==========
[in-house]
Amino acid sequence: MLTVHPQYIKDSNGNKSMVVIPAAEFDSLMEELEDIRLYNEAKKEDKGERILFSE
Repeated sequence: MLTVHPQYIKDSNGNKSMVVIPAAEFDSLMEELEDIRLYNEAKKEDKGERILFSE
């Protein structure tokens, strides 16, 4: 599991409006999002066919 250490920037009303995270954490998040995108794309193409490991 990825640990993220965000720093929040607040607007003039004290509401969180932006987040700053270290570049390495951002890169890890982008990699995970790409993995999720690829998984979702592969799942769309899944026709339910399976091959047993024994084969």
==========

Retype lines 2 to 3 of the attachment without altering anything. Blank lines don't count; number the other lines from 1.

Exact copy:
Amino acid sequence: MLTVHPQYIKDSNGNKSMVVIPAAEFDSLMEELEDIRLYNEAKKEDKGERILFSE
Repeated sequence: MLTVHPQYIKDSNGNKSMVVIPAAEFDSLMEELEDIRLYNEAKKEDKGERILFSE